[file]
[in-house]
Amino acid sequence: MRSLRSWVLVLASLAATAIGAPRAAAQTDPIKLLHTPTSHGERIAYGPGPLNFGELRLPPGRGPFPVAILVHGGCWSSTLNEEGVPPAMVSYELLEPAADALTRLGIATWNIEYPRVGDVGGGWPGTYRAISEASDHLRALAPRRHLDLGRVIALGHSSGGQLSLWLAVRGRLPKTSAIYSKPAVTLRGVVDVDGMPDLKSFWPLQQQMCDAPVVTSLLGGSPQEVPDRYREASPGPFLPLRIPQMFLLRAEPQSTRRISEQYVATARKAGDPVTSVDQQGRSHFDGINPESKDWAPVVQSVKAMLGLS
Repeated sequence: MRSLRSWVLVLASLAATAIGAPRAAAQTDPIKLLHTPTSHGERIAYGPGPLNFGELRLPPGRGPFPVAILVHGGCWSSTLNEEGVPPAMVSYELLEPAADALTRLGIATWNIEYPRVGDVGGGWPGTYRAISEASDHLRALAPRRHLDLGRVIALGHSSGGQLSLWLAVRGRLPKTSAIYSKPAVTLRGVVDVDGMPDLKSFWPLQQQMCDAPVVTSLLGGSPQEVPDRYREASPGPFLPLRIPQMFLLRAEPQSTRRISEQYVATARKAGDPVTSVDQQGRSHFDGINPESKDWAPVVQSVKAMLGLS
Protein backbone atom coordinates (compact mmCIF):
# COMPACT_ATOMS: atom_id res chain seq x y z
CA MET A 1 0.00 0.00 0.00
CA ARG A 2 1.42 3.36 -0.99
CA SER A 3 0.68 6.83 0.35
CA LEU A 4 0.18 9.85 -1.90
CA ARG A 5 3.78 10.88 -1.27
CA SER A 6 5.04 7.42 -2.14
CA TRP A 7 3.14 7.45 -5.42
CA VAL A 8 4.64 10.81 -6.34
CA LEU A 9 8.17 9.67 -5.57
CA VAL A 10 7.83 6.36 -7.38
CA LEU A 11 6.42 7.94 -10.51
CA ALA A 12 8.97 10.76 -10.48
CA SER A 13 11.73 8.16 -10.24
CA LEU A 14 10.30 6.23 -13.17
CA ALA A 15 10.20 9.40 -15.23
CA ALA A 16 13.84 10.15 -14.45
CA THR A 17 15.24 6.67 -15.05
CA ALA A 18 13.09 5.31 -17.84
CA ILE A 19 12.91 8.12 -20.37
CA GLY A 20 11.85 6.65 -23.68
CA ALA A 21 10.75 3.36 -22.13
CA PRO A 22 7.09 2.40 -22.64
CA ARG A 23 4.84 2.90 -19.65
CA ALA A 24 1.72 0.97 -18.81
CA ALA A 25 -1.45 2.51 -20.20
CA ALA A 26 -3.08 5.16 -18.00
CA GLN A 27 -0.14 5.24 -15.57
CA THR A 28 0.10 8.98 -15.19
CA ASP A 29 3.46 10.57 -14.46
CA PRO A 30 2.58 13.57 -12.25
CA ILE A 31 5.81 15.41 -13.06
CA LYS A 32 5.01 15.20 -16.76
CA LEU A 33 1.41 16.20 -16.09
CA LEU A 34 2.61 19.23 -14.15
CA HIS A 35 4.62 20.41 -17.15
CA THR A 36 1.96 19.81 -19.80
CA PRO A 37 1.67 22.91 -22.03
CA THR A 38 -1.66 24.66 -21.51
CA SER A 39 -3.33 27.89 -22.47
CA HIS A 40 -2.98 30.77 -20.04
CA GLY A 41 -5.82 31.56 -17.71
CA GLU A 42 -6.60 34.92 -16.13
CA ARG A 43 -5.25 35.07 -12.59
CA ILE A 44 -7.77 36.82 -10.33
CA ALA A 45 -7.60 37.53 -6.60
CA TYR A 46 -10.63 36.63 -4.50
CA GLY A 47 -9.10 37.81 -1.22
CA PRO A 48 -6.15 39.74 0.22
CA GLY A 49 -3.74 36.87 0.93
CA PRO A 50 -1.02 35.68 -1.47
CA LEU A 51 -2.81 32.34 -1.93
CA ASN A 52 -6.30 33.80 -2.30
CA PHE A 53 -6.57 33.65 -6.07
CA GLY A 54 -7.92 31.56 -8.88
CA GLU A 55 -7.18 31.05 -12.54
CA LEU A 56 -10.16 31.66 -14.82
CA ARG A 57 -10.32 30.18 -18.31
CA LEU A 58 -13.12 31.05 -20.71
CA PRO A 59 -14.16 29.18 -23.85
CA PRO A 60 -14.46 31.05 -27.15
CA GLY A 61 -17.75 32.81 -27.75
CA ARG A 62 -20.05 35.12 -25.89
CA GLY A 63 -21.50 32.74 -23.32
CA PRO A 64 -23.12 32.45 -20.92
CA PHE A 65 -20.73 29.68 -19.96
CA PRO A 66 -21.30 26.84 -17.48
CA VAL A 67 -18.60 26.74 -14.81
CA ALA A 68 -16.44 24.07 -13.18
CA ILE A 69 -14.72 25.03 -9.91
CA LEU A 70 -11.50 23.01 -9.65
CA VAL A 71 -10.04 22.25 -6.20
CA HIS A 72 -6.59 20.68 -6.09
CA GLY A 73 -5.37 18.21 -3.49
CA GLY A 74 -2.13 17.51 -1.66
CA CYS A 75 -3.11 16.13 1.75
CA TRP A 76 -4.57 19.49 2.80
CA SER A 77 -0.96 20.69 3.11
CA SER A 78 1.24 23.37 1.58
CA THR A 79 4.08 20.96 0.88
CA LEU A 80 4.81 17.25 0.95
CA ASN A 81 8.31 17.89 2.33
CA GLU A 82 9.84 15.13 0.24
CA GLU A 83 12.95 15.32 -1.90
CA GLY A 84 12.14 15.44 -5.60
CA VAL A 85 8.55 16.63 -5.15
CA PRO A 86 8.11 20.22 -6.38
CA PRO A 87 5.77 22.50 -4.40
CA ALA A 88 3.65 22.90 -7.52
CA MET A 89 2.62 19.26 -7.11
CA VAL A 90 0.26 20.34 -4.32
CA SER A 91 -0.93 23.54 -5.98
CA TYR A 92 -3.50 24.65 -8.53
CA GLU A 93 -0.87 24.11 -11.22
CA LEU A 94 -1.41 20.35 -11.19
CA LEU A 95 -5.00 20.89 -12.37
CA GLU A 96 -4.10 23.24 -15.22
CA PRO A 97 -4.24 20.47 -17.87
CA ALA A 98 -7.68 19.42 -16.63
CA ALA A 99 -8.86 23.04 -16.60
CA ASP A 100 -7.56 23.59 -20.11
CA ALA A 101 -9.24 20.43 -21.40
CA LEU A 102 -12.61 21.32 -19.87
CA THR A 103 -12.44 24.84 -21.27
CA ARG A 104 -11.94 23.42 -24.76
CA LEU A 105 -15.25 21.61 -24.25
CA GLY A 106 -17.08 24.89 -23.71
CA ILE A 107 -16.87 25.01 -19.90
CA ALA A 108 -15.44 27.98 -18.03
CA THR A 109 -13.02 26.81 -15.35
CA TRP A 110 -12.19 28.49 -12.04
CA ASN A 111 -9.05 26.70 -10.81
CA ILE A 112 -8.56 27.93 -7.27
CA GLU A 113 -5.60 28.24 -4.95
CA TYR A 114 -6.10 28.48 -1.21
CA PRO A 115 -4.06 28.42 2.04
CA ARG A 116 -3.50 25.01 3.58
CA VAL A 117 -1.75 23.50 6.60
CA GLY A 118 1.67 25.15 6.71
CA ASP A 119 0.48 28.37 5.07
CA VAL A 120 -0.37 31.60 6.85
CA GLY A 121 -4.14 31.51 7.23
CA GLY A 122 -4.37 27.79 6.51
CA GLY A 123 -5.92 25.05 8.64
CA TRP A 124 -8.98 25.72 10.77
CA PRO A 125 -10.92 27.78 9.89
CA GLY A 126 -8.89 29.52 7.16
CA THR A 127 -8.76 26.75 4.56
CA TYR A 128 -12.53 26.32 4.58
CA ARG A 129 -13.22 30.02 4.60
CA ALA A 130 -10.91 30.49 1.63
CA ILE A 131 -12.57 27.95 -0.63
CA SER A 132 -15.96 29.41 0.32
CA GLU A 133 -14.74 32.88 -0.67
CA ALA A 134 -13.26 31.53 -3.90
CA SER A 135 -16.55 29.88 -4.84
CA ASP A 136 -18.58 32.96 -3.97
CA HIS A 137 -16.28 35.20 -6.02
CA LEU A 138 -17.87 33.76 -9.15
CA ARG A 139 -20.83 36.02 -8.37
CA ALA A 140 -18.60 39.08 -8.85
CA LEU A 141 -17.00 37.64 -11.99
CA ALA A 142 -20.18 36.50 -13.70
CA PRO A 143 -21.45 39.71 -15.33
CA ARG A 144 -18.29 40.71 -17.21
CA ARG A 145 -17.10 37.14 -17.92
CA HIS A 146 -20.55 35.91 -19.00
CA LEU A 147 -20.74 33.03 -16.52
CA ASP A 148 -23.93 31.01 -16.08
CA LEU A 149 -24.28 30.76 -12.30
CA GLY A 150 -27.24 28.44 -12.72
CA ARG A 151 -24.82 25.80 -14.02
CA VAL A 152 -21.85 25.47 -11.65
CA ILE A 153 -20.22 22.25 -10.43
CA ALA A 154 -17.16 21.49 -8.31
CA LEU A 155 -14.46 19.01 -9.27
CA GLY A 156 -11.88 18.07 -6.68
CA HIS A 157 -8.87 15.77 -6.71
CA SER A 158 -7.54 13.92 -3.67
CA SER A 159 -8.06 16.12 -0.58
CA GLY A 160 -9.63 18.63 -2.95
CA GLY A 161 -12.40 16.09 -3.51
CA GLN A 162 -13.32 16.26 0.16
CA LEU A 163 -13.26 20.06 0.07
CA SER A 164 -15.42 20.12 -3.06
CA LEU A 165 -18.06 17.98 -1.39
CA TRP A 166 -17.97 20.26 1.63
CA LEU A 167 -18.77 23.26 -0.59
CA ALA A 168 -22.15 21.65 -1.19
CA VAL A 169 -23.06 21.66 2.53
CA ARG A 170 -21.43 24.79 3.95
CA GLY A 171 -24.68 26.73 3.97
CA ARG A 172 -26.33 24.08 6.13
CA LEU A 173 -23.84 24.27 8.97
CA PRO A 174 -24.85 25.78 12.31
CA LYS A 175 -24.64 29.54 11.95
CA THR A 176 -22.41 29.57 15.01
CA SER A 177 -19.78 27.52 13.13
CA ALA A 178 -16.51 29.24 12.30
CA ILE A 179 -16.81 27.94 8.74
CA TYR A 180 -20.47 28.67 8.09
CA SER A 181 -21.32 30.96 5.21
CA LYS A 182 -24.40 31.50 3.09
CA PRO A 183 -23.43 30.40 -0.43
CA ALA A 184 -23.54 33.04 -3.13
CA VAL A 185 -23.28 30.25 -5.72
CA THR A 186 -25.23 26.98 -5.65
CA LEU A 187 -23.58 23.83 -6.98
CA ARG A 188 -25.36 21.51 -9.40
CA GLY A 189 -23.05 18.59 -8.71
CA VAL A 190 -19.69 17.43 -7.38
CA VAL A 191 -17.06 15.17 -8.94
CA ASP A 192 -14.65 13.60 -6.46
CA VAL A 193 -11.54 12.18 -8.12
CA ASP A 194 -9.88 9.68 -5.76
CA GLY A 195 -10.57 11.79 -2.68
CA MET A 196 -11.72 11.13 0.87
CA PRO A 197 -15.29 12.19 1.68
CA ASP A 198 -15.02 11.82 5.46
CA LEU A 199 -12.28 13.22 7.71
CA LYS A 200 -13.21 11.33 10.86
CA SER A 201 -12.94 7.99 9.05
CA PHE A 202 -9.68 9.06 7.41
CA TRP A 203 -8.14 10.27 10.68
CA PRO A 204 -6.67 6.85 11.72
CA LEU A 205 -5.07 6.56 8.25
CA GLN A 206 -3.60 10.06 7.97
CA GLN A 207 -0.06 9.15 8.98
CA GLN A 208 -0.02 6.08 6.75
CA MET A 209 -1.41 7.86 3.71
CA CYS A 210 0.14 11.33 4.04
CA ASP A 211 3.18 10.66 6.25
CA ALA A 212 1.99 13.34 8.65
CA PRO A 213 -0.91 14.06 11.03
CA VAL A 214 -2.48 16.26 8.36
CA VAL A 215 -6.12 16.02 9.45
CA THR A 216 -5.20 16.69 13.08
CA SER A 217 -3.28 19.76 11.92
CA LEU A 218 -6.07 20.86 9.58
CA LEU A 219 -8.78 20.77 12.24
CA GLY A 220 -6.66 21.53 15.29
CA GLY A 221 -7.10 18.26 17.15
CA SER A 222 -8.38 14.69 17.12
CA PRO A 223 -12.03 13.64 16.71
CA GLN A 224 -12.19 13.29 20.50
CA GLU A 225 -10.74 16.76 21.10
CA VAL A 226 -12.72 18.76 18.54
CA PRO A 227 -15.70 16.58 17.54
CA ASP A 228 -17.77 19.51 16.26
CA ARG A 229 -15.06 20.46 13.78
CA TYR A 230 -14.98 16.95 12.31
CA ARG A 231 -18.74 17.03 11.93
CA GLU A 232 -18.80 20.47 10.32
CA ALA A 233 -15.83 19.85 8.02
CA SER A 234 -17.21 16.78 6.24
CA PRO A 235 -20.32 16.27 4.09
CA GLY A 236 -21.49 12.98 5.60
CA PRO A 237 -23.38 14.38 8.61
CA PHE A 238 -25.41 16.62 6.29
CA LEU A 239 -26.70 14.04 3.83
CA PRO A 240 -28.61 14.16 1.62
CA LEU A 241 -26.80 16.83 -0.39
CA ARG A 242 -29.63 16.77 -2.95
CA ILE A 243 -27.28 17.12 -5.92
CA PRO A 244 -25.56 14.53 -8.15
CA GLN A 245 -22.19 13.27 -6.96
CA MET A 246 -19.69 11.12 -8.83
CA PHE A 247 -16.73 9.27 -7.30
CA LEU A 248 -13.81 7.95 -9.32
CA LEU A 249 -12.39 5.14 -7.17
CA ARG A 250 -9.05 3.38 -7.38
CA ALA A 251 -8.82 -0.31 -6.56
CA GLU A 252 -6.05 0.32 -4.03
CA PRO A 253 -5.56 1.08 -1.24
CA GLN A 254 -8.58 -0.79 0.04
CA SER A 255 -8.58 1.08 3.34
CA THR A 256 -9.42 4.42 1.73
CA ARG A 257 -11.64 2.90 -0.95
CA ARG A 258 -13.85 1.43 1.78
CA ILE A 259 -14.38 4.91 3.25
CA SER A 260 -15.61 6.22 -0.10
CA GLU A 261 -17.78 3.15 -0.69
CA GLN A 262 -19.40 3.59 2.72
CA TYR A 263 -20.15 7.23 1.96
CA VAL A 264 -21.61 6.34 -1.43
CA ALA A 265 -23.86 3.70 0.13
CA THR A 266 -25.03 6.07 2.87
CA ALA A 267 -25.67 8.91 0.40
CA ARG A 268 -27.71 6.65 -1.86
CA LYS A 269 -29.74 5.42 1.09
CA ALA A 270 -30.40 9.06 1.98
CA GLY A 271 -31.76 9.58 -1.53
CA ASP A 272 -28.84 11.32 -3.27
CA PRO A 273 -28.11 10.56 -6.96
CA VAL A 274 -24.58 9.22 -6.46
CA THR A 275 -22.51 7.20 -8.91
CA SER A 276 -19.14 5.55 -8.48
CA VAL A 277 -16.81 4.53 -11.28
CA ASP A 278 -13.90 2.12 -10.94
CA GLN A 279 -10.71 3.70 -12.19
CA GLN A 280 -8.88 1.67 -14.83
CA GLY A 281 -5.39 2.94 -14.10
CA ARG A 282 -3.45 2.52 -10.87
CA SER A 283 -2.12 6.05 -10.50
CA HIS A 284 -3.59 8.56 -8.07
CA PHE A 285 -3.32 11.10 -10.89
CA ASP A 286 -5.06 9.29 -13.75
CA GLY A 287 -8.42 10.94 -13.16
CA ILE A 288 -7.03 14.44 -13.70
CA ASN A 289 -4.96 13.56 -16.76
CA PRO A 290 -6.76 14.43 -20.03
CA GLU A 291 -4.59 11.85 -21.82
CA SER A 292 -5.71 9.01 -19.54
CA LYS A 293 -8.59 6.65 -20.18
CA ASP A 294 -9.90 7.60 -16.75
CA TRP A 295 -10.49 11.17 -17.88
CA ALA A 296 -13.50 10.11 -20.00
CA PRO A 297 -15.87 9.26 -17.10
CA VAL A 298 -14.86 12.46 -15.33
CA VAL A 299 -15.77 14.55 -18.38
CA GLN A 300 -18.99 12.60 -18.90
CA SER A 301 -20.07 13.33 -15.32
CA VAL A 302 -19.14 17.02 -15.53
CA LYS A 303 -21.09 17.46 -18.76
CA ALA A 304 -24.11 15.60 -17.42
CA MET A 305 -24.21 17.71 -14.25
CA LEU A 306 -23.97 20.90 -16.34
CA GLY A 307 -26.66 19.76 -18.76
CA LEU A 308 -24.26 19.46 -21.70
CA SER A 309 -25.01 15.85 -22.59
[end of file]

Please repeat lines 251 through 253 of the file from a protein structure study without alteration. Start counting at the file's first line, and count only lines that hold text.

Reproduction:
CA MET A 246 -19.69 11.12 -8.83
CA PHE A 247 -16.73 9.27 -7.30
CA LEU A 248 -13.81 7.95 -9.32